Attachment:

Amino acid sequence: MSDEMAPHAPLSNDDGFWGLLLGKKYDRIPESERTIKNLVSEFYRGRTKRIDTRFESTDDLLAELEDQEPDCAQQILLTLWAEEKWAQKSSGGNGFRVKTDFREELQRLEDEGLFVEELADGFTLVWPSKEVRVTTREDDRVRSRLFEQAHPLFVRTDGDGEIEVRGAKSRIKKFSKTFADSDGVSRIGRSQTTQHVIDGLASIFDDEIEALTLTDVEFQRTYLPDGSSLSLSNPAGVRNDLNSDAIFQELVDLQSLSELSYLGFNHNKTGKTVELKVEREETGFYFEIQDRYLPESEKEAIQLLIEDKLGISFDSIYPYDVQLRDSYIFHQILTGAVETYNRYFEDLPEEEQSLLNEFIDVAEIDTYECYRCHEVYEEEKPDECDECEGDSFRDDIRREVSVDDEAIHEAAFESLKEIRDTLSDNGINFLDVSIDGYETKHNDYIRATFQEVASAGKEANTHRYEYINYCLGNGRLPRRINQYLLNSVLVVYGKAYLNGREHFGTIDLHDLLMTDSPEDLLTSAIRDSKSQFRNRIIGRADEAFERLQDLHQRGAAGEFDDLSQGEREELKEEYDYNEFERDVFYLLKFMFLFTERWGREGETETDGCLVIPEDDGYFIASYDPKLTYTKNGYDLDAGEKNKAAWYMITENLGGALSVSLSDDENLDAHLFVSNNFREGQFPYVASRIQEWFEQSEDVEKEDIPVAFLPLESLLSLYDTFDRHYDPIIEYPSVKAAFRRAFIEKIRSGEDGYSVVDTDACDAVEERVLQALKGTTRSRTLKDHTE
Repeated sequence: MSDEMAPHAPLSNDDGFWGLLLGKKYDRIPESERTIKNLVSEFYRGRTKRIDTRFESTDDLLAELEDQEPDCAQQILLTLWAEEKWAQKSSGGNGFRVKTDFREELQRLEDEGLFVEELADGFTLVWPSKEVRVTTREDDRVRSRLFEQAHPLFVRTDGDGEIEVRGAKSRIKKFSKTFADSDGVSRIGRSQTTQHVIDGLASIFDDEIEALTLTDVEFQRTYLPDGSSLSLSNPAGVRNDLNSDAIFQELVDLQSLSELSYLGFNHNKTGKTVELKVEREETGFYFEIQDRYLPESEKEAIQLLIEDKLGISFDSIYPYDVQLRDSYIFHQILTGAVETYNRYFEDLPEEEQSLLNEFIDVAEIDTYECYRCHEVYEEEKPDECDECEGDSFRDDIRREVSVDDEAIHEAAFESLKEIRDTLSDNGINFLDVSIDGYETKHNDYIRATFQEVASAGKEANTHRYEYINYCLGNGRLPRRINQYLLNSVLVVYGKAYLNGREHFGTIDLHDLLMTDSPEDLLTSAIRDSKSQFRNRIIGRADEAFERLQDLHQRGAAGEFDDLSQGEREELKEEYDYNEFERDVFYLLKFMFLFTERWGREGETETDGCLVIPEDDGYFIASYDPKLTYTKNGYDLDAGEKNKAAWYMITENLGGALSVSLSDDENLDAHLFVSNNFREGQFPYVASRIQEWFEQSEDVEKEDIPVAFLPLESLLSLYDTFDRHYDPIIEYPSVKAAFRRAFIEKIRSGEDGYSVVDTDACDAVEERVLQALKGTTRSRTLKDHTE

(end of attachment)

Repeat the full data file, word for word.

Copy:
Amino acid sequence: MSDEMAPHAPLSNDDGFWGLLLGKKYDRIPESERTIKNLVSEFYRGRTKRIDTRFESTDDLLAELEDQEPDCAQQILLTLWAEEKWAQKSSGGNGFRVKTDFREELQRLEDEGLFVEELADGFTLVWPSKEVRVTTREDDRVRSRLFEQAHPLFVRTDGDGEIEVRGAKSRIKKFSKTFADSDGVSRIGRSQTTQHVIDGLASIFDDEIEALTLTDVEFQRTYLPDGSSLSLSNPAGVRNDLNSDAIFQELVDLQSLSELSYLGFNHNKTGKTVELKVEREETGFYFEIQDRYLPESEKEAIQLLIEDKLGISFDSIYPYDVQLRDSYIFHQILTGAVETYNRYFEDLPEEEQSLLNEFIDVAEIDTYECYRCHEVYEEEKPDECDECEGDSFRDDIRREVSVDDEAIHEAAFESLKEIRDTLSDNGINFLDVSIDGYETKHNDYIRATFQEVASAGKEANTHRYEYINYCLGNGRLPRRINQYLLNSVLVVYGKAYLNGREHFGTIDLHDLLMTDSPEDLLTSAIRDSKSQFRNRIIGRADEAFERLQDLHQRGAAGEFDDLSQGEREELKEEYDYNEFERDVFYLLKFMFLFTERWGREGETETDGCLVIPEDDGYFIASYDPKLTYTKNGYDLDAGEKNKAAWYMITENLGGALSVSLSDDENLDAHLFVSNNFREGQFPYVASRIQEWFEQSEDVEKEDIPVAFLPLESLLSLYDTFDRHYDPIIEYPSVKAAFRRAFIEKIRSGEDGYSVVDTDACDAVEERVLQALKGTTRSRTLKDHTE
Repeated sequence: MSDEMAPHAPLSNDDGFWGLLLGKKYDRIPESERTIKNLVSEFYRGRTKRIDTRFESTDDLLAELEDQEPDCAQQILLTLWAEEKWAQKSSGGNGFRVKTDFREELQRLEDEGLFVEELADGFTLVWPSKEVRVTTREDDRVRSRLFEQAHPLFVRTDGDGEIEVRGAKSRIKKFSKTFADSDGVSRIGRSQTTQHVIDGLASIFDDEIEALTLTDVEFQRTYLPDGSSLSLSNPAGVRNDLNSDAIFQELVDLQSLSELSYLGFNHNKTGKTVELKVEREETGFYFEIQDRYLPESEKEAIQLLIEDKLGISFDSIYPYDVQLRDSYIFHQILTGAVETYNRYFEDLPEEEQSLLNEFIDVAEIDTYECYRCHEVYEEEKPDECDECEGDSFRDDIRREVSVDDEAIHEAAFESLKEIRDTLSDNGINFLDVSIDGYETKHNDYIRATFQEVASAGKEANTHRYEYINYCLGNGRLPRRINQYLLNSVLVVYGKAYLNGREHFGTIDLHDLLMTDSPEDLLTSAIRDSKSQFRNRIIGRADEAFERLQDLHQRGAAGEFDDLSQGEREELKEEYDYNEFERDVFYLLKFMFLFTERWGREGETETDGCLVIPEDDGYFIASYDPKLTYTKNGYDLDAGEKNKAAWYMITENLGGALSVSLSDDENLDAHLFVSNNFREGQFPYVASRIQEWFEQSEDVEKEDIPVAFLPLESLLSLYDTFDRHYDPIIEYPSVKAAFRRAFIEKIRSGEDGYSVVDTDACDAVEERVLQALKGTTRSRTLKDHTE